Is less really more in warm-ups?

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As of September 2017, new Sweat Science columns are being published at www.outsideonline.com/sweatscience. Check out my bestselling new book on the science of endurance, ENDURE: Mind, Body, and the Curiously Elastic Limits of Human Performance, published in February 2018 with a foreword by Malcolm Gladwell.

- Alex Hutchinson (@sweatscience)

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A few people have e-mailed me about this University of Calgary study, (“Less is More: Standard Warm-up Causes Fatigue and Less Warm-up Permits Greater Cycling Power Output”) which has received a bunch of press. It seems to run counter to the message from this blog post a few weeks ago, which argued that a hard effort during your warm-up could enhance performance.

The new study had cyclists perform either a “standard” long warm-up (designed in consultation with elite track cyclists and coaches), or an experimental short warm-up. Then they tested performance, and the short warm-up group had a 6.2% advantage in peak power. Okay, cool. This is valuable information. But let me add two caveats:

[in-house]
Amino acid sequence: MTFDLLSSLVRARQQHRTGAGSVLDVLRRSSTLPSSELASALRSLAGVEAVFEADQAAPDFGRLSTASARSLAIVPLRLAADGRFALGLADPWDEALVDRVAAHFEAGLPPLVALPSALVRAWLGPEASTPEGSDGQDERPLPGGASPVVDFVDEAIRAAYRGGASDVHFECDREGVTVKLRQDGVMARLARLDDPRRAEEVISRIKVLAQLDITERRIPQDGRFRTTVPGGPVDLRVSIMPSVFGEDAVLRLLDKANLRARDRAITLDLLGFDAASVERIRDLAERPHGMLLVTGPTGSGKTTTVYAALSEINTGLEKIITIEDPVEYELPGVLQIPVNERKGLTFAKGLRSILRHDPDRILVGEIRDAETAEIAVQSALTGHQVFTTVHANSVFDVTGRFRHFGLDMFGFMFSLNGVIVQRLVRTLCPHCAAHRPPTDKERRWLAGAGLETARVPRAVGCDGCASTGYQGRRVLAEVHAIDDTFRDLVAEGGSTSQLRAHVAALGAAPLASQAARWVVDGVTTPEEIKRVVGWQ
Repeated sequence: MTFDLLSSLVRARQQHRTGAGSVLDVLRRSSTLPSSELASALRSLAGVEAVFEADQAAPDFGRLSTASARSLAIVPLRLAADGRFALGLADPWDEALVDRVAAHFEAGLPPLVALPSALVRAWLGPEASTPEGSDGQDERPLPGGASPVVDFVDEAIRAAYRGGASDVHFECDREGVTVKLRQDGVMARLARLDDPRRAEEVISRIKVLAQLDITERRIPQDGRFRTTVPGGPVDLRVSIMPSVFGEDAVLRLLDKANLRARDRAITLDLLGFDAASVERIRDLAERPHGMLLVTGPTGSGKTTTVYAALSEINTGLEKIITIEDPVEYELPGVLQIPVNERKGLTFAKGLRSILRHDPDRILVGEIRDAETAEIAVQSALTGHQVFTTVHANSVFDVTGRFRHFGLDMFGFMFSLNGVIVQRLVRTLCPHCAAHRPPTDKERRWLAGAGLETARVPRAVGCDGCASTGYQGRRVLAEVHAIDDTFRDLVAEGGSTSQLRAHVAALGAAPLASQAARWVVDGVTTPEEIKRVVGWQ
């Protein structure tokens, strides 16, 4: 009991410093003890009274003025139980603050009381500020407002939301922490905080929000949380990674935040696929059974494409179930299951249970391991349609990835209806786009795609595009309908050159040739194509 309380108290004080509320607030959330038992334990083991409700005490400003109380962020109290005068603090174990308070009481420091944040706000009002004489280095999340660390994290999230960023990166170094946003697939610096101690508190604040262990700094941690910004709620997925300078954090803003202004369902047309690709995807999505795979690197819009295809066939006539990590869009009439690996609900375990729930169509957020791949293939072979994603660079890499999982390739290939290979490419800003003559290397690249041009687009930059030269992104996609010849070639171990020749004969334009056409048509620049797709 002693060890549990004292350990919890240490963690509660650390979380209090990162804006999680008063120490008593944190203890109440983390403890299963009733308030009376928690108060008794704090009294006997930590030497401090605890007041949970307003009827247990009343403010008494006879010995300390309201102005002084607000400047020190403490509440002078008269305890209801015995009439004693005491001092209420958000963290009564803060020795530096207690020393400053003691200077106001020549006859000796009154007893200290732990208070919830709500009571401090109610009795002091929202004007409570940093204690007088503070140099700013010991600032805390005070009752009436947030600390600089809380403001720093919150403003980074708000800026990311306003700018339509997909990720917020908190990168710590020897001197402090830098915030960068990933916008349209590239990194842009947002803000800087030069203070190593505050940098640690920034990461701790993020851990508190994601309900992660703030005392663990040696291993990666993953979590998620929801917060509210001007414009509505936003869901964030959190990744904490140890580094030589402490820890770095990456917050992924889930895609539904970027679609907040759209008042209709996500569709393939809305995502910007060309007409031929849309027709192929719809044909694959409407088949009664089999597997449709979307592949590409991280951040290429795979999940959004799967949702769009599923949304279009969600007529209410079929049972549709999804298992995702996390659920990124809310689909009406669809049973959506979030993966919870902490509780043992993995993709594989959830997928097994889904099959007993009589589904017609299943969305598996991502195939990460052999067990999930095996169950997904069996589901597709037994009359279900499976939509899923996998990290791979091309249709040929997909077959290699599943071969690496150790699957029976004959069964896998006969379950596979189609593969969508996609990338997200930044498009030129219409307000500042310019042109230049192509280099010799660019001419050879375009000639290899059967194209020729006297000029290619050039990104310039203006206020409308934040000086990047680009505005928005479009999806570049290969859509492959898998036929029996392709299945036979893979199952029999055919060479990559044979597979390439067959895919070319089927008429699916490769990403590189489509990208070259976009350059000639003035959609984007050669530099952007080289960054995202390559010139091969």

1. What was the “standard” warm-up? It was “about 50 minutes with a graduated intensity that ranged from 60 to 95 per cent of maximal heart rate before ending with several all-out sprints.” That’s one heck of a warm-up. In comparison, the experimental warm-up was “about 15 minutes, and was performed at a lower intensity, ending with just a single sprint.”
  2. What was the performance test? It was a 30-second Wingate test.

Now, bear in mind what athletes are hoping to achieve with a warm-up. According to the paper, it’s:

[I]ncreased muscle temperature, accelerated oxygen uptake kinetics, increased anaerobic metabolism and postactivation potentiation (PAP) of the muscles.